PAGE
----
Access: Yes
Literary Rights: Off
Major: Forestry
Year: 2015
Authors: Alex Cote, Zachary Smith

Vermont Maple Forest Products LLC. Forest Management and Business Plan

Wed, 12/02/2015 - 17:52
Abstract: Maple syrup production is an extremely important aspect of the American economy in the northeast, generating around 132 million dollars in revenue annually across its U.S production range (United States Department of Agriculture, 2014). At the current rate of production U.S producers are presently only tapping 0.4% of the maples which may be available (Farrell & Chabot, 2012). Vermont has the greatest number of its trees tapped, with 2.94% of available trees currently in production. The low percentage of tappable maple trees in production has been seen as a short coming in the industry. However, this does create the possibility for entry into the industry. Vermont Maple Forest Products LLC is in current maple production and desires to produce on an industrial scale. Simon Boulet and Claude Deschenes (2005) found that the highest degrees of profit are generated when a producer is considered a medium(5,000-19,000 taps)-large (>19,000 taps) supplier. At this point costs per tap are reduced and sap yeilds increase. Vermont Maple Forest Products currently has the land available for potentially over 28,000 taps. To achieve this goal a business plan and forest management plan was developed and will be implemented across the tract with the goal of maple syrup production.
Access: Yes
Literary Rights: Off
Major: Forestry
Year: 2015
Authors: Adam D Allen

Investigating Amount of Sample Points Necessary for Accurate Topographic Representation of the Ground Truth

Wed, 04/29/2015 - 18:18
Abstract: Topographic or elevation data has many uses and applications especially when it is converted into a Digital Elevation Model (DEM). Such uses are erosion modeling, surface hydrology, watershed modelling geomorphology, land-sliding, agriculture and ecosystem modeling to list a few examples. This project intends to determine the amount of topographic data points that need to be collected in order to create an accurate model of the ground topography. To accomplish the objective, a topographic survey was conducted on a grid pattern, with a spacing of 7.5 feet between points regularly spaced over one acre. After the data were collected, varying percentages of the total amount of points collected were removed and the resulting digital elevation model (DEM) was compared to the ground truth DEM. When comparing accuracy of interpolated elevation across the entire DEM with a RMSE (root mean square error) it was found that using a subset of 25-30% of the entire data set were needed to create a model that did not significantly differ from the Ground Truth. The change in volume of the elevation surface compared to the Ground Truth results in a linear relationship, as more points are added the closed the change in volume is to zero. The P value derived from the T-test of the mean elevations of the trial DEM’s and the Ground truth, reflect the results from the change in volume, as more points are added the closer to the truth the DEM becomes.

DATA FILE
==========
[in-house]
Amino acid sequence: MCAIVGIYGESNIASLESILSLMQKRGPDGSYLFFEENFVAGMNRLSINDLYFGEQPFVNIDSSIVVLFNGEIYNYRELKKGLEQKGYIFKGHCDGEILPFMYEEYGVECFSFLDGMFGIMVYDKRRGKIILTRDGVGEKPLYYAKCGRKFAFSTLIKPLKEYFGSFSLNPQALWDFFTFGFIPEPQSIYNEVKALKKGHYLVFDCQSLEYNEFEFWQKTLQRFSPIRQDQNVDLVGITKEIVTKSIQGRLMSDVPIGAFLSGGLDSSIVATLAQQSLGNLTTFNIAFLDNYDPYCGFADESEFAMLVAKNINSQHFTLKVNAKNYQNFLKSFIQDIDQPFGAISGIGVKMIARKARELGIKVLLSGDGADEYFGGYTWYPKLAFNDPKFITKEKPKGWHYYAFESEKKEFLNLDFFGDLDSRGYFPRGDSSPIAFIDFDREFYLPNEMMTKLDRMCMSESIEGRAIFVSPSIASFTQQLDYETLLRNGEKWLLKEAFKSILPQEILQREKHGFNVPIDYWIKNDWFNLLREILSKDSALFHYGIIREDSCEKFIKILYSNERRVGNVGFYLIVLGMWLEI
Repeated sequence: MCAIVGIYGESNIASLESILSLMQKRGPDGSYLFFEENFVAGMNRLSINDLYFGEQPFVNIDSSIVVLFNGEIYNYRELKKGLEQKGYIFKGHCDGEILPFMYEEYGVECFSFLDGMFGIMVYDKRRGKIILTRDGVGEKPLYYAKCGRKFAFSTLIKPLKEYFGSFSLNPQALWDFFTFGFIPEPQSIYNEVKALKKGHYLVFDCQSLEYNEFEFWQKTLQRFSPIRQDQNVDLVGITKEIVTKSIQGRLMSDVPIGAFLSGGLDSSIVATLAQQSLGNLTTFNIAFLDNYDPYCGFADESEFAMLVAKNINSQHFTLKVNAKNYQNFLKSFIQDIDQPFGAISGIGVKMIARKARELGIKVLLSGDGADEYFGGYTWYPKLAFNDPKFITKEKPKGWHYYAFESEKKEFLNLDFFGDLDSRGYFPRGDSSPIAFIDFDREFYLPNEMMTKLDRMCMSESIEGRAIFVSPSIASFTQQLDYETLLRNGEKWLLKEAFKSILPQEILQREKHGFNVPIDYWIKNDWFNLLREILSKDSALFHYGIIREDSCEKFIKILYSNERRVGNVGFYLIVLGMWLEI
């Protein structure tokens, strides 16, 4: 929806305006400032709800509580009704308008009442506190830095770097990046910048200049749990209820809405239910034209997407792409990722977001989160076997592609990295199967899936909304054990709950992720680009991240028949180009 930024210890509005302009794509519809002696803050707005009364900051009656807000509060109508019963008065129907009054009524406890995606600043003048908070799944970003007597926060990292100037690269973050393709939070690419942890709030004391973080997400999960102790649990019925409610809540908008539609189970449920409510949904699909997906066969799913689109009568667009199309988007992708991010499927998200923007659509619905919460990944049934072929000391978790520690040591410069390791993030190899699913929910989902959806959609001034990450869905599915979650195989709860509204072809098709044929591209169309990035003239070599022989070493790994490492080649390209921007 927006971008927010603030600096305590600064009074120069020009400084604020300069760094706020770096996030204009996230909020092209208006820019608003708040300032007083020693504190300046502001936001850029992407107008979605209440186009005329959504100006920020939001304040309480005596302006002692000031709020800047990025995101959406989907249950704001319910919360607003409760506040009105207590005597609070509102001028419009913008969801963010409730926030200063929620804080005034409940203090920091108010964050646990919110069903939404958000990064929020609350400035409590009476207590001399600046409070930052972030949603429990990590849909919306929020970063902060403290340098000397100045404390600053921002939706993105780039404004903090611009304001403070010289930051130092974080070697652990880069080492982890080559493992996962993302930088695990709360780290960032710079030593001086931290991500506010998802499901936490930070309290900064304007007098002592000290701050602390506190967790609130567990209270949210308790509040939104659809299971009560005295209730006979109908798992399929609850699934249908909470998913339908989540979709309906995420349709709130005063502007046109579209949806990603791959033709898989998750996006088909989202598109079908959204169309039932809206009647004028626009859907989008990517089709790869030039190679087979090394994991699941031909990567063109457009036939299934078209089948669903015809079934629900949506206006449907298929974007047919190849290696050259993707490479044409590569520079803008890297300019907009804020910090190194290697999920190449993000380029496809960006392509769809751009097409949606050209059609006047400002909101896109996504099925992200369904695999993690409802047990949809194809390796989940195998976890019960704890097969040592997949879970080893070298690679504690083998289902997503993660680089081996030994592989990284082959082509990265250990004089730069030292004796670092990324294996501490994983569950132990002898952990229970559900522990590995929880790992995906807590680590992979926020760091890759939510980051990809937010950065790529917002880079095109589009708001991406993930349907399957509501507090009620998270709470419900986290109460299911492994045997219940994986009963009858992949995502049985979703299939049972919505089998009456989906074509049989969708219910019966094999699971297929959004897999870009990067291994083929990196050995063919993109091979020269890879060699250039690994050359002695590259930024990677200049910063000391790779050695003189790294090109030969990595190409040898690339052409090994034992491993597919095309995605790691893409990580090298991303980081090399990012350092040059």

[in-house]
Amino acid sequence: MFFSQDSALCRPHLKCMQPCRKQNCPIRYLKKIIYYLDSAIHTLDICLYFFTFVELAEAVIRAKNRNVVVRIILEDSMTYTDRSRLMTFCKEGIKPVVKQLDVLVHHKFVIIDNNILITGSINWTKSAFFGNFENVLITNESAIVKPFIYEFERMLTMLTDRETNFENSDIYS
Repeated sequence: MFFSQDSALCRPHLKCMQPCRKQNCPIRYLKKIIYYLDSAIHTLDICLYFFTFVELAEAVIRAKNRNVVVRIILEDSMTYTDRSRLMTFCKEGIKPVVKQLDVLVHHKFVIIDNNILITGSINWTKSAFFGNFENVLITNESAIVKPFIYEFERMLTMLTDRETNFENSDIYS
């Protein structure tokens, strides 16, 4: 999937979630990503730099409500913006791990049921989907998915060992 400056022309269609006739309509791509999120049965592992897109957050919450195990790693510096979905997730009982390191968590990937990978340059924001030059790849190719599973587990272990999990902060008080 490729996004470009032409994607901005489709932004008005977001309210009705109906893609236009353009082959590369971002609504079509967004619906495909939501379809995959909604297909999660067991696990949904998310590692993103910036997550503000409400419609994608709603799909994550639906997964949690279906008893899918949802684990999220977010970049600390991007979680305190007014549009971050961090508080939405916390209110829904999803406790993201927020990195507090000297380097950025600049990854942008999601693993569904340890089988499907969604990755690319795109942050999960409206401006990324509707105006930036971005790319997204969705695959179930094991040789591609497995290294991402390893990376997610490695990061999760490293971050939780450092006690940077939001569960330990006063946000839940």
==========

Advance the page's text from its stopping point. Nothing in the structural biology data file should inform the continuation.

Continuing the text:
Access: Yes
Literary Rights: On
Major: Forestry
Year: 2015
File Attachments: Final_Report_RGM.docx
Authors: Ryan McGowan

Implementing an Educational Demonstration Forest with Working Elements of Silviculture, Wildlife, Recreation, and Water in Harrietstown, Adirondack, NY

Tue, 05/05/2015 - 11:15
Abstract: The project being conducted will provide rationale about the importance of working forestry, all while maintaining positive public sentiment within the forest products industry. The project will focus on public education and maintain water quality, wildlife habitat, and recreational opportunities. The public will see developed interpretive areas with signage at points of interest. The designated area is located near the Adirondack Regional Airport, Hunt Road and NYS Route 30, and is comprised of 226 acres. There are varying stands in the tract that range from pure softwood, hardwood and mixed wood stands. After the designated area was selected, a timber cruise was conducted along with note taking and visual analysis of how the area could entice public use and education. Once all the data was gathered, the conclusion drawn was throughout all different forests types in the tract, there were multiple educational opportunities pertaining to water quality and wildlife habitat through use of sustainable forestry methods. The significance of this project is to facilitate public education on how forestry can be sustainable and beneficial. This will be shown through workshops, kiosks, interpretive walks and a menagerie of other proposed ideas.
Access: Yes
Literary Rights: On
Major: Forestry
Year: 2015
File Attachments: Capstone_LIB_Upload.docx
Authors: Jeffrey Bigelow, Raymond Desilva, William Lehning, Llewellyn Palmer, Bennett Lohmeyer, Corey Bulson